The green light on Pushpa Kaushik’s modem hasn’t come on for the past three months. When she first got internet access in her home a year ago, all the people of Lalpur, a small village in Uttar Pradesh, northern India, used to come to her house to use her computer. Some needed to check their bank accounts, others wanted to learn English, and some even wanted to look for solutions to their medical problems.
Village girls studying at the local university used to come to her house to look for reading material online. Now that Kaushik’s green light has gone dark, they have to walk an hour to the nearest town just to pick up a book.
The people of the village are part of India’s unconnected billion, who struggle to access the internet from rural parts of the country. In the past week, more than 2.4 million Indians have written to the Telecom Regulatory Authority of India as a row escalated over Facebook’s Free Basics initiative. This claims to spread “digital equality” to people like the villagers of Lalpur by giving them free access to a handful of websites, with no subscription fees or data charges.
The initiative is part of Facebook’s plan to bring free internet access to developing parts of world and has been piloted in countries including Nigeria, Gabon and the Democratic Republic of the Congo. In India, freely accessible websites include the search engine bing.com, some news websites and Facebook.
The regulator will give its decision on whether Facebook’s Free Basics plan will be allowed in India at the end of January. The service was temporarily shut down last year in response to protests. Critics argued that Facebook’s plan was jeopardising “net neutrality” by giving the company unparalleled control over which websites and content were freely accessible to users in India.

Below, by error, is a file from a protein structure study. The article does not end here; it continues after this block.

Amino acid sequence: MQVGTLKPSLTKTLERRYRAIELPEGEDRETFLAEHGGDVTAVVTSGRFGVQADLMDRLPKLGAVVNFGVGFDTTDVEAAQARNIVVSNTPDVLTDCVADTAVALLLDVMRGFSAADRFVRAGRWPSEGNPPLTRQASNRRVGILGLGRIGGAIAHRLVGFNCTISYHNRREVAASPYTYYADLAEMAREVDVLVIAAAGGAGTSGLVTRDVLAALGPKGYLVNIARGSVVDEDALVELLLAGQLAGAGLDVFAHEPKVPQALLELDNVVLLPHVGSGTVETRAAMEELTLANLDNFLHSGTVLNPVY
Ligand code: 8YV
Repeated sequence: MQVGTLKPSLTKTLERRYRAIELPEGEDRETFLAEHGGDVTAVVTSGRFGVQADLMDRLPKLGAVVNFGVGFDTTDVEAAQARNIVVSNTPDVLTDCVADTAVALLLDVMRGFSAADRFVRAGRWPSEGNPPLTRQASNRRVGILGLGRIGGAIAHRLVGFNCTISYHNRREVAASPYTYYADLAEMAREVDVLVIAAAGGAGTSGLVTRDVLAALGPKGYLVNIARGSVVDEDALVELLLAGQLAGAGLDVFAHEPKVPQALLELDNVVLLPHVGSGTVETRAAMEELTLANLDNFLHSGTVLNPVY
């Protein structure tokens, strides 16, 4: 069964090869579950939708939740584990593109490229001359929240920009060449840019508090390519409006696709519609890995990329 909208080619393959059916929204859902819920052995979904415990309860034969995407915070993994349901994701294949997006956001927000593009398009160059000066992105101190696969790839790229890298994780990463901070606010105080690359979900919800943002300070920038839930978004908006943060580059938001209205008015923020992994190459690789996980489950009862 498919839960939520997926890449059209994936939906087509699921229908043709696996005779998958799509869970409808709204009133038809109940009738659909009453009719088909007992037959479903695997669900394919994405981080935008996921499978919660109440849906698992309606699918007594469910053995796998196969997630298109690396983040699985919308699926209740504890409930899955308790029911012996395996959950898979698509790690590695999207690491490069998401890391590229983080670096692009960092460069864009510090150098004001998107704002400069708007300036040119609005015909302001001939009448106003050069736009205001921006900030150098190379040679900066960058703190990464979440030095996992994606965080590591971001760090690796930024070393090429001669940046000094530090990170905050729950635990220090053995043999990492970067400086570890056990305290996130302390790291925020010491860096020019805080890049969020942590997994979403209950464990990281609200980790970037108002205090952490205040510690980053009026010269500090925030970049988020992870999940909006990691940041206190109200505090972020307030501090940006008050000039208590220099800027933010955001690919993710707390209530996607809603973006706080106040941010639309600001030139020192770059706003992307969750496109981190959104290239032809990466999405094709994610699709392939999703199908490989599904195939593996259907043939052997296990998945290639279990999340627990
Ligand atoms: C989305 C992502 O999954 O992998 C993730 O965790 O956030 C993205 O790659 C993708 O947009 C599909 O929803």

Net neutrality means internet service providers should treat all websites and all online services the same. In recent months, the issue has divided opinion across the world. Egypt has already shut down Free Basics, while a row on a similar but unrelated issue in the US led to a Federal Communications Commission ruling against service providers such as AT&T and Comcast, who argued that they should be able to distribute bandwidth differently for different services, meaning they could charge a premium or slow down traffic speeds for high-bandwidth services such as Netflix.
As the public consultation in India was drawing to a close, Facebook started an email campaign asking its users to “Save Free Basics”. The campaign, backed by full-page advertisements in national newspapers, urged Indians to submit a pre-prepared form saying they were in favour of Free Basics to the telecoms regulator.
In an editorial in the Times of India, Mark Zuckerberg, Facebook’s co-founder, argued that free internet access was a basic human right. “We have collections of Free Basic books. They’re called libraries. They don’t contain every book, but they still provide a world of good,” he wrote. Zuckerberg argued that internet access could help to lift people out of poverty, asking readers: “Who could possibly be against this?”
Mahesh Murthy, a venture capitalist and a campaigner with the volunteer group Save the Internet, called Facebook’s new initiative a “walled garden”. He told the Observer: “The Facebook plan falsely presents itself as the only option for India, that is to give a tiny part of the internet to some people.”
Save the Internet says that Facebook will offer micro-network access that will only benefit the company itself and the websites that it chooses to put online for free. Murthy added: “Facebook claims to want to empower India’s poor. Instead, Facebook wants to build its little ghetto of poor people on the poor internet and own access to them through its servers and targeting databases.”
The Free Software Movement of India, which has organised protests against Free Basics in Hyderabad, Bangalore and other cities, said in a statement: “The entire Free Basics fiasco is because the government is abdicating its responsibility of ensuring that the internet remains a public utility.”
A Facebook spokesperson said that Free Basics does not violate net neutrality or “discriminate between content providers. We don’t believe [net neutrality] was ever intended to deprive poor people of the opportunity to experience the benefits of basic internet services.”